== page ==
When Bloomberg journalist Mark Pittman suddenly died, his widow spent four summers driving 31,152 miles searching for answers.
In her fearless memoir, The Pink Steering Wheel Chronicles: A Love Story, author Laura Fahrenthold presents a moving portrait of marriage, motherhood and mourning as she captains a 1993 RV sprinkling her husband's ashes with their two young daughters and a stray dog in an epic quest for healing and understanding. Filled with insight and wit from a career in journalism, the story captures the family's adventures and misadventures, her deeply-layered love story, and her hilarious slice-of-life dispatches where the pink steering wheel becomes her spiritual GPS.
|Product dimensions:||5.90(w) x 8.90(h) x 0.50(d)|
About the Author
Laura Fahrenthold is a mother, widow and writer. Her career in journalism includes both Woman's World and The New York Daily News. Laura has hundreds of newspaper bylines and has won several Associated Press writing awards. Her late husband was Mark Pittman, Bloomberg financial reporter and the first person ever to sue the Federal Reserve. When she isn't working, Laura is mother to her two teenage daughters and serves on the board for the Bereavement Center of Westchester. She resides just outside of New York City.
Read an Excerpt
There are moments we all wish we could have over and over and over again—the moments before everything changes.
I was halfway to the driveway before turning back to kiss Mark goodbye one more time. He called that afternoon to say that he wasn’t feeling well and that he was coming home from work early.
“You sure I shouldn’t stay home? Maybe you have the flu,” I asked, noting the sweat on his pale forehead.
He gave me his sexy lopsided smile, the one that says, “I love you.” “I’m fine,” he insisted, kissing me back a little too passionately for someone with a clammy fever. “We’re going to eat a delicious steak dinner, right girls? And then leave for Thanksgiving tomorrow.”
“Right, Daddy,” echoed Nell and Susannah, happy to have their father all to themselves.
I still can’t believe I heard my cell phone ring that night. The restaurant music was really loud, and the place was packed. I can still remember the ringtone: “Piano Riff.”
Whenever I hear it now, it makes me want to run out of the room, screaming.
It was Mark. “Laura, help me! I’m throwing up!”
My first thought was that the steak and salad had disagreed with his already upset stomach. But then a surge of lumbering dread shot through me. Mark Pittman never panicked. Ever. As a newspaper reporter, he once rushed into a collapsed elementary school to help drag out kids’ bodies—some of them dead. Even then, he didn’t panic. When covering the September 11th terrorist attacks, he didn’t panic.When our newborn baby, Susannah, suddenly stopped breathing after delivery and was rushed off to the neonatal intensive care unit, he didn’t panic.
That night, there was something different in his voice. I knew it was an emergency.
The drive home felt like it took forever, even though I only had to blow through five red lights and two stop signs to get there. It was like a slow-motion nightmare where you’re running away from something, only your legs won’t carry you fast enough.
When I got in the house, Mark burst out of the bathroom, naked, eyes popping wildly as he struggled to compose his body and speech. He staggered, took a few steps, and then fell, gashing his chin on the hallway dresser. Pulling himself up, he collapsed again, this time cutting his forehead. His face bruised almost immediately.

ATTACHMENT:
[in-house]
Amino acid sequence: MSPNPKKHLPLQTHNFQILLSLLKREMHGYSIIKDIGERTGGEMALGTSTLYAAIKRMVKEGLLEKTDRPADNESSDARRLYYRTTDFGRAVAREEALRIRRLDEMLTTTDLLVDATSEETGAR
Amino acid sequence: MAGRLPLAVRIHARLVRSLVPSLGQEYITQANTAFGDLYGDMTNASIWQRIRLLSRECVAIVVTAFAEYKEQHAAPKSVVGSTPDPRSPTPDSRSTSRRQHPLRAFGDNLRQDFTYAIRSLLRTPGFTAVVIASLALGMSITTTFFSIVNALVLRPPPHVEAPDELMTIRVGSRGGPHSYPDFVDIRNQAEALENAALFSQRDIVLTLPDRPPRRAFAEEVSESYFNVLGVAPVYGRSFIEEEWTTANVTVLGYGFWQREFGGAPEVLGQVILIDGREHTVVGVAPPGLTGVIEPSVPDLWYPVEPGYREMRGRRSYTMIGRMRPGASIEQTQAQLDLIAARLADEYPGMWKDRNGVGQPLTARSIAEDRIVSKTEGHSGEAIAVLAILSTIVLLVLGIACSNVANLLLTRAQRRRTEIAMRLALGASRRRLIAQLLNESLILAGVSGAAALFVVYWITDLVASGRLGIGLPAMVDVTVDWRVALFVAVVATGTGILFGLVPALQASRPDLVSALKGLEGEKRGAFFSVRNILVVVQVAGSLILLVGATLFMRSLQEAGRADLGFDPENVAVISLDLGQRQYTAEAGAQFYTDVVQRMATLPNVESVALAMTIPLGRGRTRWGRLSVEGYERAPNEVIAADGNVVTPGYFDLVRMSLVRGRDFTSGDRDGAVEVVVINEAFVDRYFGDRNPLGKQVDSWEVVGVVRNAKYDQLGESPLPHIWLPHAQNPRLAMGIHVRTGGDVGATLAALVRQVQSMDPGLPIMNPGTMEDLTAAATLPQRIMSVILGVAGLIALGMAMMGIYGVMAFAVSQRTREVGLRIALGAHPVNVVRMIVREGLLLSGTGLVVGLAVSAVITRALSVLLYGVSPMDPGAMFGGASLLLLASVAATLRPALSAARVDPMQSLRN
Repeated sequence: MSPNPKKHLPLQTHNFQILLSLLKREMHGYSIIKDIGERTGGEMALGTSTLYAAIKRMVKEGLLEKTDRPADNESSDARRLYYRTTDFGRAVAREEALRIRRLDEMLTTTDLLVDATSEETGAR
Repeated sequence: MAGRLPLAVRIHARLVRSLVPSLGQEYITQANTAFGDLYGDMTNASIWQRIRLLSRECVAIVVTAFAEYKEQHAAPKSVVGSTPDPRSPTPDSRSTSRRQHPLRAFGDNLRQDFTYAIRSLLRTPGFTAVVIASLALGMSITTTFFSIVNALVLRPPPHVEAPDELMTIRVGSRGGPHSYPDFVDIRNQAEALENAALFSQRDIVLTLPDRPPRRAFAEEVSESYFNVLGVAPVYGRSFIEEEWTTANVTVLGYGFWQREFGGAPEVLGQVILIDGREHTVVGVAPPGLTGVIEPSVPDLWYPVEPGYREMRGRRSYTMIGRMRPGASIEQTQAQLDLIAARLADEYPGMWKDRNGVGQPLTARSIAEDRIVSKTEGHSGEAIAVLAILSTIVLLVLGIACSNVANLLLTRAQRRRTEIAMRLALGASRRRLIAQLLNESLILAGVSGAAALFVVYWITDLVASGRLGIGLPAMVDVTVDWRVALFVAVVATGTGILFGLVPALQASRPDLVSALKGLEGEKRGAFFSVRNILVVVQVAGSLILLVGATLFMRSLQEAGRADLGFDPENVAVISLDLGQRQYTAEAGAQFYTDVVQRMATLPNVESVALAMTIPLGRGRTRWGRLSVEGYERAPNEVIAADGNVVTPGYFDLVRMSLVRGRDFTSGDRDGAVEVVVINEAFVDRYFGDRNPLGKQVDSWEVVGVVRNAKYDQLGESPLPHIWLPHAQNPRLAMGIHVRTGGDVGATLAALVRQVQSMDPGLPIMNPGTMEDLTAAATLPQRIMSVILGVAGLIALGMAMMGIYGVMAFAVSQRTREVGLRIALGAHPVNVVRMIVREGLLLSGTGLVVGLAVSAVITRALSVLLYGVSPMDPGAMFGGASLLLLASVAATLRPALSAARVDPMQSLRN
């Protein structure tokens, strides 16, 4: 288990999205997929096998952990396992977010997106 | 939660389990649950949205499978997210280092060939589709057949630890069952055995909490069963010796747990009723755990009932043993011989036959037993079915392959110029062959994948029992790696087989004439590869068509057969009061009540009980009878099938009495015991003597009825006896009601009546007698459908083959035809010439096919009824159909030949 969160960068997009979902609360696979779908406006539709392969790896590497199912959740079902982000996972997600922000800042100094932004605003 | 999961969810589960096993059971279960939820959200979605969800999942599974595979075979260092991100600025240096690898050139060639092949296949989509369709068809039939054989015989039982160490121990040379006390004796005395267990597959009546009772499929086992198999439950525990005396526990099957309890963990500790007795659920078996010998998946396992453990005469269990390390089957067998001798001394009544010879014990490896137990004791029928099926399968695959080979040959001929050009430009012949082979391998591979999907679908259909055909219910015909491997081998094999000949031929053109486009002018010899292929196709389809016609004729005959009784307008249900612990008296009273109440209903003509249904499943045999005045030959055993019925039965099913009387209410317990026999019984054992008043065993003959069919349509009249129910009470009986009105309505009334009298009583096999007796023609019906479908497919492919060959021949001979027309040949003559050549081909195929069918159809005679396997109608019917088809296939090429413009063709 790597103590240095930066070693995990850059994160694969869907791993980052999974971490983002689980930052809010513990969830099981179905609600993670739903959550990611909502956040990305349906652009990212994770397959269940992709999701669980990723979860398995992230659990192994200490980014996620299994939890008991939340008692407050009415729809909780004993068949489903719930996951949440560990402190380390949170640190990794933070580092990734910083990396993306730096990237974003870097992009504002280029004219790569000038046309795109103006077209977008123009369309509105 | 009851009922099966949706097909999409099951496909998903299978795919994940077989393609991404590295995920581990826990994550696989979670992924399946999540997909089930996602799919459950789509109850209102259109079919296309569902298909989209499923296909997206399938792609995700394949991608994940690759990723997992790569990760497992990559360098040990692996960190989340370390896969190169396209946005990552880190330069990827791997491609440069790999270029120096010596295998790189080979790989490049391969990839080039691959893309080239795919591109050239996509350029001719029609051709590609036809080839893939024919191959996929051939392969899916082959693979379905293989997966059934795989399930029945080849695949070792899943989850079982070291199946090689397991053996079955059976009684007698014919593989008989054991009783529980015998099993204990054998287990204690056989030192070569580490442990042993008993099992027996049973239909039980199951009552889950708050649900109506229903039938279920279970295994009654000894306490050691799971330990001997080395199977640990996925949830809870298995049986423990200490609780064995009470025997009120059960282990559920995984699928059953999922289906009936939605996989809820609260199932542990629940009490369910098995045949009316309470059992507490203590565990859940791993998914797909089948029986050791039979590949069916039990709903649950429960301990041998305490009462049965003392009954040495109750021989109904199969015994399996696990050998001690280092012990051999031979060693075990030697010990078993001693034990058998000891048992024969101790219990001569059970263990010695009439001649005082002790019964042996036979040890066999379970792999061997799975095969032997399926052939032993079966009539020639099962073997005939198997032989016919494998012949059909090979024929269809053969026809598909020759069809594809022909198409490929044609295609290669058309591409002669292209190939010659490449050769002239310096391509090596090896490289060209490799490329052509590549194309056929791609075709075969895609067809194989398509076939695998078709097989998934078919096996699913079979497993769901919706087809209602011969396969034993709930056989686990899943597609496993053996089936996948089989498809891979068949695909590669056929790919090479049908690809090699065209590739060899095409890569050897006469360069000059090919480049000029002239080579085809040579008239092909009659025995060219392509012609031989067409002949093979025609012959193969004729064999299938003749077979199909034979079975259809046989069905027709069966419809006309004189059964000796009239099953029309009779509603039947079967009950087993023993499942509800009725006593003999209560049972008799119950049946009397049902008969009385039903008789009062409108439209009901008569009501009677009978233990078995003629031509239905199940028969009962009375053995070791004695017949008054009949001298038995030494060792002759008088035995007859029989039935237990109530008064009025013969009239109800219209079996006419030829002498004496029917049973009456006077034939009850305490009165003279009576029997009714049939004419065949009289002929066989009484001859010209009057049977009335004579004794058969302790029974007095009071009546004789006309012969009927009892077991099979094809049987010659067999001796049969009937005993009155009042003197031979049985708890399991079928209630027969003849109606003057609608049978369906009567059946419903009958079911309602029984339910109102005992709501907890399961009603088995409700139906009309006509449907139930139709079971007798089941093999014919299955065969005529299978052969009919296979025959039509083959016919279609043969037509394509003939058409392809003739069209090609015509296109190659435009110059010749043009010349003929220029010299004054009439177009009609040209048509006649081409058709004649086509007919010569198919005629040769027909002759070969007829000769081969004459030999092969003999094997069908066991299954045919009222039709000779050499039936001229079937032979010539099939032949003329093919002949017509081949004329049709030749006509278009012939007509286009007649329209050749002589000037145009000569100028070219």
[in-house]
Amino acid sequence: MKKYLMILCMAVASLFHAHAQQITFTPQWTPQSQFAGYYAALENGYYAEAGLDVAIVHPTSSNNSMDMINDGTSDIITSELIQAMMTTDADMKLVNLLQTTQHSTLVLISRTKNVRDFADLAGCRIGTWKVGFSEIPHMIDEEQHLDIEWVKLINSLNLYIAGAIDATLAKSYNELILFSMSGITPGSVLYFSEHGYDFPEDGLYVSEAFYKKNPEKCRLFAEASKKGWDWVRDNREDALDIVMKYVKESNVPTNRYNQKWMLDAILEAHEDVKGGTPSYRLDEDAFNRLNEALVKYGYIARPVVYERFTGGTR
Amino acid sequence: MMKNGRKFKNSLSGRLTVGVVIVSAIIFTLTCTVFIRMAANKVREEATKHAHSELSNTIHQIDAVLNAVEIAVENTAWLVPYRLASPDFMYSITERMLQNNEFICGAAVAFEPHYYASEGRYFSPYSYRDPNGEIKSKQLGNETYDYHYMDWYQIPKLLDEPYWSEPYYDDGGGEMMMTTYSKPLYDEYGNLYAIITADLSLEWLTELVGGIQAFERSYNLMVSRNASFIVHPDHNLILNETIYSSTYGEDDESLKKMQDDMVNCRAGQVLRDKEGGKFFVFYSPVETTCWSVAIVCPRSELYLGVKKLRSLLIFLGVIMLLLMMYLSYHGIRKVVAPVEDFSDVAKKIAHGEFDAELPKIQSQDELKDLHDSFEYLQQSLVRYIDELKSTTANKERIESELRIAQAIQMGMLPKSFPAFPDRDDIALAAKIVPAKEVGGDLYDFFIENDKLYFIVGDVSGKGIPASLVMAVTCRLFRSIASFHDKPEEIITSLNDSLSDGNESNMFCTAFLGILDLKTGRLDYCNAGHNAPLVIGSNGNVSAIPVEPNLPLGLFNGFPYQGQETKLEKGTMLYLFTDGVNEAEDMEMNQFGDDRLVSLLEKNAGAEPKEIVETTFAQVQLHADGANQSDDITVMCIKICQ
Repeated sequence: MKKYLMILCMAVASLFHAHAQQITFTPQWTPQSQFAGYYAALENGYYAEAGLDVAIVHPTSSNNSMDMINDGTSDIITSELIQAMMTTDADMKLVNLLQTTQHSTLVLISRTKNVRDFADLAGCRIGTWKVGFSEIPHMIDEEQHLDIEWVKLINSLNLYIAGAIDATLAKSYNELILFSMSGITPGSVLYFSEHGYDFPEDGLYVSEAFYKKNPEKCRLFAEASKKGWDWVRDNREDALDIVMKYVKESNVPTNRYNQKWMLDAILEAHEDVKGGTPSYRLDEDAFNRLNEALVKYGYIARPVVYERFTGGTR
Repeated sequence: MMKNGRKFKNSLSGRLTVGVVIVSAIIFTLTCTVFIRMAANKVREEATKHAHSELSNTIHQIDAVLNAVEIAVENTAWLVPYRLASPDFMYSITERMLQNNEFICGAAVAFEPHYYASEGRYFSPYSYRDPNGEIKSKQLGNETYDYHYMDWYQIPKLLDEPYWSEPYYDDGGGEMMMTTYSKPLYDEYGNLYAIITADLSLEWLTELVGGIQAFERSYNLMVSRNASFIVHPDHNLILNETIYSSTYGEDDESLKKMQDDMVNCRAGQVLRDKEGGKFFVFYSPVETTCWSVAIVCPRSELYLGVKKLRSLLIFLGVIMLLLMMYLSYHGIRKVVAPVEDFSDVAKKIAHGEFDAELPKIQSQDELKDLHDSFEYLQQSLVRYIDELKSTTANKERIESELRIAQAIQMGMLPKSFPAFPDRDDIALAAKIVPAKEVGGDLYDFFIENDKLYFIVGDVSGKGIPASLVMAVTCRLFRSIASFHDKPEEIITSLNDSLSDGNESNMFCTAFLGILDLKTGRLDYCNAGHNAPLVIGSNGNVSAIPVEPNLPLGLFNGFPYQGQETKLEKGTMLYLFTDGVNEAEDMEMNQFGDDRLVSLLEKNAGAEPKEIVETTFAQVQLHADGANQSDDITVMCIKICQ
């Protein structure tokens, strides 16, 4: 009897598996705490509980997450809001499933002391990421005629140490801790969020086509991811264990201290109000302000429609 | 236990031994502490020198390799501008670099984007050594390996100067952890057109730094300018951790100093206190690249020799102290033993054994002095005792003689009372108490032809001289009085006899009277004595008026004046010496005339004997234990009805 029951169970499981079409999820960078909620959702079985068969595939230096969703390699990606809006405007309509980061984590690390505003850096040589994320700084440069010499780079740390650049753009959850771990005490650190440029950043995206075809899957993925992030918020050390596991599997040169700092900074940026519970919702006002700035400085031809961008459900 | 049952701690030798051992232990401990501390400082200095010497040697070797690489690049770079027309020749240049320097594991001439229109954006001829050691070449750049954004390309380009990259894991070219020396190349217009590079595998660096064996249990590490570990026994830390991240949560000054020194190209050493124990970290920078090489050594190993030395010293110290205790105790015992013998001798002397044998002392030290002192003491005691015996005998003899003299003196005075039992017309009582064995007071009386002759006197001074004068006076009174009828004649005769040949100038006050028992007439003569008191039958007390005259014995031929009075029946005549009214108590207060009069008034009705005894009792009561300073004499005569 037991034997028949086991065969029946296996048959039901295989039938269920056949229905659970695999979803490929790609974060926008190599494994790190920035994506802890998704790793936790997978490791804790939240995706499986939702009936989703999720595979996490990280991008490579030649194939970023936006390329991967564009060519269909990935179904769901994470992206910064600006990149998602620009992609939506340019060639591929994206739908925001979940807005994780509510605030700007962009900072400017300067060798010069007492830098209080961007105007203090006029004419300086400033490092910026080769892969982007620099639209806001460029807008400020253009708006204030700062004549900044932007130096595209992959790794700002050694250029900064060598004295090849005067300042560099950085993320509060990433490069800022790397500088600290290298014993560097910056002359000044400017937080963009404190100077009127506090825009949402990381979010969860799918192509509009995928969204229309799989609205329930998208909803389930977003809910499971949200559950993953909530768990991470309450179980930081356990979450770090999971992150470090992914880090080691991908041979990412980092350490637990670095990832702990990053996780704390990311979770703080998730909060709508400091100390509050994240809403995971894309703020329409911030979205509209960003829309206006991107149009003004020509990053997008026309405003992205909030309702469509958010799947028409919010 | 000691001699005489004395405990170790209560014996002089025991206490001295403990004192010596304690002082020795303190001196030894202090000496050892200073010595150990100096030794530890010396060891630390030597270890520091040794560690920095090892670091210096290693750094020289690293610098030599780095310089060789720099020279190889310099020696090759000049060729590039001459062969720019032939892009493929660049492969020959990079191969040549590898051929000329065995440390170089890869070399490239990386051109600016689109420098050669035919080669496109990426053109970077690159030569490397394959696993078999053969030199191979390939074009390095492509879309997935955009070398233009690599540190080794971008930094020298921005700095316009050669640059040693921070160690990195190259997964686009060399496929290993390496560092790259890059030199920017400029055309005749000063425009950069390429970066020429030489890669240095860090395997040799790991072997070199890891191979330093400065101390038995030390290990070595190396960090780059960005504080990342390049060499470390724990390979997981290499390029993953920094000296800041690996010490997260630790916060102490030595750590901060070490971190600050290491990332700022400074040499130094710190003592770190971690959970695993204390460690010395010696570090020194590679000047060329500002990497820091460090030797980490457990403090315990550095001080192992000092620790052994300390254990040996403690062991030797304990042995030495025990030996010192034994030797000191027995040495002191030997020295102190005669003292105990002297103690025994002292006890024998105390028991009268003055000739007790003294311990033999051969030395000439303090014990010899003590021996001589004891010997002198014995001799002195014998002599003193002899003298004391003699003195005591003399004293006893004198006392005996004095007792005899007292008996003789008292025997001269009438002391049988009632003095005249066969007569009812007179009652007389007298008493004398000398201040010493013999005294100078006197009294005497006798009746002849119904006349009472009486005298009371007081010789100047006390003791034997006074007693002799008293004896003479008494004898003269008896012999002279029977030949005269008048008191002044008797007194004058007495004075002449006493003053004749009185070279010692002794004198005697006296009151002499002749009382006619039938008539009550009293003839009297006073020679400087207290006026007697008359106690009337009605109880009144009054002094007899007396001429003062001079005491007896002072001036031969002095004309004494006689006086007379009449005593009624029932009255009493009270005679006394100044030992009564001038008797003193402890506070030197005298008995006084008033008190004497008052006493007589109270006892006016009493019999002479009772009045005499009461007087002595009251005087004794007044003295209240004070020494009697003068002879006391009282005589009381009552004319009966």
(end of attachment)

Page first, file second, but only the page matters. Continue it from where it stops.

At first, I thought he had been shot or stabbed. There was a lot of blood soaking the piles of clean laundry neatly laid out in preparation for our trip. Some dripped down the wall, puddling on the floor. That’s when I realized it was coming out of him, in surges of violent vomit.
For some dumb reason, my first thought was to get him a pair of underwear so that no one would see him naked.
Then came a brutal honking noise. It was coming from Mark, a deep expulsion of air from his lungs. In his hand was a washcloth soaked in blood.
He struggled back to his feet, staggering again and immediately falling face down back on the floor as he collapsed under his own weight. This time, he didn’t get up. He didn’t move at all.
Then his bladder emptied.
At that exact moment, everything stopped. The air shifted, became lighter. It was almost spotty, like the dots on an old black and white TV. I felt my body being lifted, floating up the attic stairs. I could see us down there, together on the floor, but I was up here, away from us. A gentle rush lifted me even higher, carrying me further away, to some place above. To a higher, sleepy peace. Nothing but blank space swallowing the room in silent calm.
Looking down, I could see myself pressed against him. But up here, I was weightless. Floating in space.
Then, whoosh. A noise that sounded like a vacuum cleaner sucked all the air from the room. I was spinning, whirling through muffled space. A hazy gray tunnel with tiny sparkly lights formed in front of me. It got bigger and bigger, gaining power and definition, almost like a tornado’s funnel, until it shot straight through the window into the night sky.
Its path was too mesmerizing, the spell too intense to notice that the window had blown wide open as the twinkling trail disintegrated into the star-filled sky. My separation from the tunnel was gentle yet abrupt as the force released me and floated me back down next to him. His body was there, lying still, but he was no longer in it. It was empty.
Mark was gone.
—Excerpt from Chapter 1 by Laura Fahrenthold